A New Second City... With Some Help From the Biblical Prophet Jeremiah

As a priest I've been thinking a lot about a failed city. A corrupt city. A city where wealth and power are worshipped and the poor are shuttled to the side and ignored. A place of chaos, violence and segregation. Rulers hanging on: Making deals and plying bargains. A failed city. A corrupt city.

Thus it was said of Jerusalem in 587, as the prophet Jeremiah predicted its fall, foretold its coming destruction.

I wonder when the people of faith in Jerusalem looked around and said, "This is not as it should be." Was it when the biblical prophet Jeremiah first spoke, or was it more likely when the Babylonians made it through the breach in the walls and began to pour through the streets?

For years Jerusalem had been hanging on--living in a netherworld between the Assyrians, the Egyptians and then the Babylonians. For years the prophets have been saying to the leaders of Jerusalem: you are corrupt change your ways. Or else...

Ages ago, far away, different time, different place. And yet I wonder what the prophets, Micah, Isaiah and Jeremiah would have to say to us these days in Chicago, this second city of ours.

Much has been said, some has been heard, and even a bit understood of the systematic, institutional racism of the business as usual in Chicago. I feel no need to repeat what any one of us can read on every third post of our FB feeds. My question for us, given all that has happened in our city and country this past year is: Will the egregious murder of Laquan McDonald be what finally shoves the silent, complacent majority of this city (among which I count myself) into a prolonged, profound, movement for change? Will this be the event that propels us into active solidarity with our black and brown sisters and brothers who are demanding change?

Or will we, the silent majority, once again allow ourselves to tread water in a Jello-bath of ineptness claiming that we are just overwhelmed?

I wonder if that might be somewhat like how the ancients of Judah and Jerusalem must have felt in exile: overwhelmed with the sin of their complicity and despair at anything ever changing.

But then the prophet Jeremiah, who had spent most of his life telling the people of the ways that they have failed to honor God and their covenant with the Holy, it is then when Jeremiah offers seeds of hope. A promise and a vision of what could be. Jeremiah ceases to tear down and pluck out and instead begins to plant and sow something new.

He offers to them a vision of a new Jerusalem, of righteousness in leadership and governance.

Jeremiah says to the people, there is something more to come.

The difference between people of faith and people of despair is that people of faith have hope.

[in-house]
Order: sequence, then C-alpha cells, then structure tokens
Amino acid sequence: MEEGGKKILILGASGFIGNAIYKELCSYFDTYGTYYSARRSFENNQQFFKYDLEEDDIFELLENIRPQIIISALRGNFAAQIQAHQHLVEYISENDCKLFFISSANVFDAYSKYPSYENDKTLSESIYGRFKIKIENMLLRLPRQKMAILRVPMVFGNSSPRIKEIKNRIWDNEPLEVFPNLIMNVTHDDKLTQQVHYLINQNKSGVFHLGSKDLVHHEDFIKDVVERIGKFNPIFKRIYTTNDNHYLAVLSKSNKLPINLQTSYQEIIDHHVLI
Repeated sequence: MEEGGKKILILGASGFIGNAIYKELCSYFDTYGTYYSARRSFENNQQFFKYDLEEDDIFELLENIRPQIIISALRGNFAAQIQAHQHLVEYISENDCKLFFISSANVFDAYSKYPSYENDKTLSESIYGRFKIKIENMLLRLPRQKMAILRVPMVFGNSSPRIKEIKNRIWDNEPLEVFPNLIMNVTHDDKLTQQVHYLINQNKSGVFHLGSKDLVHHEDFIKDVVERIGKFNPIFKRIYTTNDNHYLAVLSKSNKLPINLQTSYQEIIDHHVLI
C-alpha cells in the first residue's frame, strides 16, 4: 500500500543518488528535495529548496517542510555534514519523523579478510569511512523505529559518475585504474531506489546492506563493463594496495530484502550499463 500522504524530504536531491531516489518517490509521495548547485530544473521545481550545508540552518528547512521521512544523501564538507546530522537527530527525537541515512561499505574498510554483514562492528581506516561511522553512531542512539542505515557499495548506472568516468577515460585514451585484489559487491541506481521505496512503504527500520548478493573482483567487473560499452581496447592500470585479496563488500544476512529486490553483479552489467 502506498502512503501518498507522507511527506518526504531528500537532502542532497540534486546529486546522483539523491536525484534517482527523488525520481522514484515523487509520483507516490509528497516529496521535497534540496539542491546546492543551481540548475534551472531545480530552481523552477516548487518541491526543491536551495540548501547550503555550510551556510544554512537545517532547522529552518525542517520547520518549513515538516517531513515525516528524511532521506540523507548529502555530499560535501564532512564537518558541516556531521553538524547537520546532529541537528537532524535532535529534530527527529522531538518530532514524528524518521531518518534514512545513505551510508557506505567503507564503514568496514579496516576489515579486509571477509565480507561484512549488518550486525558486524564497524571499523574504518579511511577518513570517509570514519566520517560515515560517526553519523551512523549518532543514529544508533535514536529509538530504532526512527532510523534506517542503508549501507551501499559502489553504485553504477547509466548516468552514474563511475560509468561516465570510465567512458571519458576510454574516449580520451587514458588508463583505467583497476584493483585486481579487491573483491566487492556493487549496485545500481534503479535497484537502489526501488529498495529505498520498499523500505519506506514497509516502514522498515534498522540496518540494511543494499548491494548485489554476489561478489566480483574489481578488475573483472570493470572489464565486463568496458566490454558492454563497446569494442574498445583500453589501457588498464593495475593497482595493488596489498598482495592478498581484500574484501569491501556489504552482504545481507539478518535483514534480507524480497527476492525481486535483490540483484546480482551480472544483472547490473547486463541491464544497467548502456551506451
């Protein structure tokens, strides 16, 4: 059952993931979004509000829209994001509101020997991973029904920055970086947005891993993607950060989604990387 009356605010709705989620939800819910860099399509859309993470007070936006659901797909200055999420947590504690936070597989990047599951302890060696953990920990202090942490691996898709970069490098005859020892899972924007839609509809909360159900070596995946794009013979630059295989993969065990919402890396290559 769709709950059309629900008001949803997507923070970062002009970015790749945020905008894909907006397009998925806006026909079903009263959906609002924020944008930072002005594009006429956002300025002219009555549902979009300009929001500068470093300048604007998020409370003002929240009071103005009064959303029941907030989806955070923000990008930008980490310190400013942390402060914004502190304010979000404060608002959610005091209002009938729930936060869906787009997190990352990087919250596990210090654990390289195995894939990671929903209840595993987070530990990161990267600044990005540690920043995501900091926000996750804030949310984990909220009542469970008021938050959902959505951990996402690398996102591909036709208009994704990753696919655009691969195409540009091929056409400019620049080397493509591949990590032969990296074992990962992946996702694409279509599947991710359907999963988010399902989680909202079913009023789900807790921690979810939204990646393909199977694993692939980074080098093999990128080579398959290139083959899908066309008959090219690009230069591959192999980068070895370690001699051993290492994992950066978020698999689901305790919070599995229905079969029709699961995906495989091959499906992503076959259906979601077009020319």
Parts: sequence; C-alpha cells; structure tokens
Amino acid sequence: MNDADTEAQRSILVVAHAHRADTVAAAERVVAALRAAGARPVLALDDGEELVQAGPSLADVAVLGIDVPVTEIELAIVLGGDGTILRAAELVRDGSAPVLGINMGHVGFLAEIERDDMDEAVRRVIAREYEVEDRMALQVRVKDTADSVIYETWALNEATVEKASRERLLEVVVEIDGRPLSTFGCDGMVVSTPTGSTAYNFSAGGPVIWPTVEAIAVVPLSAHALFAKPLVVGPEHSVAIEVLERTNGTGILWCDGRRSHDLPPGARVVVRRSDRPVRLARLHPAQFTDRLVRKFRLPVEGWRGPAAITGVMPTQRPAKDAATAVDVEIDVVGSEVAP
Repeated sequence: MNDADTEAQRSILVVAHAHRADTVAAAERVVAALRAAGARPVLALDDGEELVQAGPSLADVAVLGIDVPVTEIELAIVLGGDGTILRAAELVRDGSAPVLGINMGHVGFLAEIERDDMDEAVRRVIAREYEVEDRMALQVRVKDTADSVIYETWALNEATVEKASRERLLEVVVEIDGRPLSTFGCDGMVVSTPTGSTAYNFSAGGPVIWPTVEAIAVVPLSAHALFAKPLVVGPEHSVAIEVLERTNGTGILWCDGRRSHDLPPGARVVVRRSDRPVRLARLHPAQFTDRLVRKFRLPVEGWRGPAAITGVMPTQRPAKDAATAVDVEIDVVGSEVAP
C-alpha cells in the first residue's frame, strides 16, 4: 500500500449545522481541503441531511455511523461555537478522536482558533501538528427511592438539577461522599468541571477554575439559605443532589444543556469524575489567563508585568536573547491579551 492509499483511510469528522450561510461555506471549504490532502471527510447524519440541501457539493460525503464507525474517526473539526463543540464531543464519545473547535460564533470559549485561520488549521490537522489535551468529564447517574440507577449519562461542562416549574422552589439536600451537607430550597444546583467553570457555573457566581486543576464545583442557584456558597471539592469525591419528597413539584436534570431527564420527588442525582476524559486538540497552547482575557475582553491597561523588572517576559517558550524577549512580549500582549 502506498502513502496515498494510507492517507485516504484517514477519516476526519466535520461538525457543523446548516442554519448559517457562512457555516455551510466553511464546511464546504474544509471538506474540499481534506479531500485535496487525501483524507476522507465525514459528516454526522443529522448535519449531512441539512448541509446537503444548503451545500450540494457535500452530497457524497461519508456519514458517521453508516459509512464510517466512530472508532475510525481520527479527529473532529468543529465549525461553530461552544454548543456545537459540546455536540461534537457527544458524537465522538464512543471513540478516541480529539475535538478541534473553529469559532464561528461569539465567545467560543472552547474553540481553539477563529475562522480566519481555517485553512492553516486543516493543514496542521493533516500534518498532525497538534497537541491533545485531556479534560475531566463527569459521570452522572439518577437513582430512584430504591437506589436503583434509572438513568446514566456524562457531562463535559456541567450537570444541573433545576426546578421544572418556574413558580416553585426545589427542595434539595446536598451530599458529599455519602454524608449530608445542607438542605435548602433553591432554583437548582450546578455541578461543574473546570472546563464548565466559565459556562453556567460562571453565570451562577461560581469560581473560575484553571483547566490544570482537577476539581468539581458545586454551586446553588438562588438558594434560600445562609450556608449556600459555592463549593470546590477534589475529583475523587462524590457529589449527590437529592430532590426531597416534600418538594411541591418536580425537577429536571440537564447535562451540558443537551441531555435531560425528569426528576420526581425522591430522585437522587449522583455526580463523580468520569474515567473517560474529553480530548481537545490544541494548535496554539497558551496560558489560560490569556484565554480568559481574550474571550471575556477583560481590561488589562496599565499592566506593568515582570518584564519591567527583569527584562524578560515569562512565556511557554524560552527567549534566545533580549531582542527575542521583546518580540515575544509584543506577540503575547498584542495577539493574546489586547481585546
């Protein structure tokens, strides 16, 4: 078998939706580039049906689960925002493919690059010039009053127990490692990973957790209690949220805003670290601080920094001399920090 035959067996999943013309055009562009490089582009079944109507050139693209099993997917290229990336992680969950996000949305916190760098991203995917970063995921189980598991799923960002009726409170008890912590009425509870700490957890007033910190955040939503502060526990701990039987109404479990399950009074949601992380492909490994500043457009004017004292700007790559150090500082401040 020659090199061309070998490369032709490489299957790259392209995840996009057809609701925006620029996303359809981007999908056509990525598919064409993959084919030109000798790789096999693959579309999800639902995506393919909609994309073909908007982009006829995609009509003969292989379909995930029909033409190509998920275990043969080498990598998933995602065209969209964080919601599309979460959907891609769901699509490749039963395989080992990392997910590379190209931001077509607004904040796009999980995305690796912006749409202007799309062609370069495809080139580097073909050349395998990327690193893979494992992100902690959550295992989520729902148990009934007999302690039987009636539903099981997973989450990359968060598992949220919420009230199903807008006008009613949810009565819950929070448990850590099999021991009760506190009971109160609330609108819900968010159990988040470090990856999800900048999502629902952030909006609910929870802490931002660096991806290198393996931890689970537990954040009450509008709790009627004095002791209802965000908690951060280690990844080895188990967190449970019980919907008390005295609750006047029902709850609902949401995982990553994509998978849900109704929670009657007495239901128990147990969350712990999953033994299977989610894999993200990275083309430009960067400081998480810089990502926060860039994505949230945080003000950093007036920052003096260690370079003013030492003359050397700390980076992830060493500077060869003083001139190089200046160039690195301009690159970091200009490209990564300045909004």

People of faith have hope in something more.
Their actions reveal their belief in something more.

God through Jeremiah is promising the ancient people of Jerusalem something more. God through Jeremiah is promising us the same.

It is our choice whether we act on or ignore that offered hope.

As biblical theologian Walter Brueggemann says,

The people who stay close to God's promises are very odd people, who will never be 'subsumed' either under the false promises of empires or under the large despairs of a failed city. After the failed city and the false promises of the empire, there persist these promises, the God who makes them, and the people to whom they are made.
The promises, the God, and the people constitute an always new possibility in history, a possibility undaunted by the... empire. (P 269 A Commentary on Jeremiah: Exile and Homecoming 1998.)

It is tremendously difficult to create and live into transformation if we have no visual image of what that might be.
What would be a concrete vision of change and transformation?
What would it look like in our own city, in our own lives?

Perhaps: a silent majority who finally hear and heed the prophets marching rather than shopping on Michigan Avenue;
a centralized registry for complaints against police officers;
an Independent Police Review Board that acts upon complaints;
an educated citizenry that demands transparency and accountability of our elected officials...

Be it small steps or lofty goals we must begin now, or risk losing this second city of ours.

To start this process of transformation I suggest that there are some of us, such as myself, who must start first with a confession of sin.

I offer the following statement, constructed by a group in our congregation working on confronting systemic racism, to frame some of our personal and institutional sins of racism:

The blood of the dead is calling us to repent for our sins of racism.

We confess that when we do nothing, we permit the neglect, abuse, and murder of our black and brown sisters and brothers.

God yearns for us to care, to act, for all to be set free.

Longing for justice, learning from history, listing to voices of truth, we vow, with God's help, to claim our responsibilities to overturn, step-by-step, systems of racial inequality.

And so we build the beloved community of God.

So that all may live.

May we now, today, begin to live into a new city,
a new way,
so that all may live.

Silent no more.

Copyright Bonnie A. Perry December 2015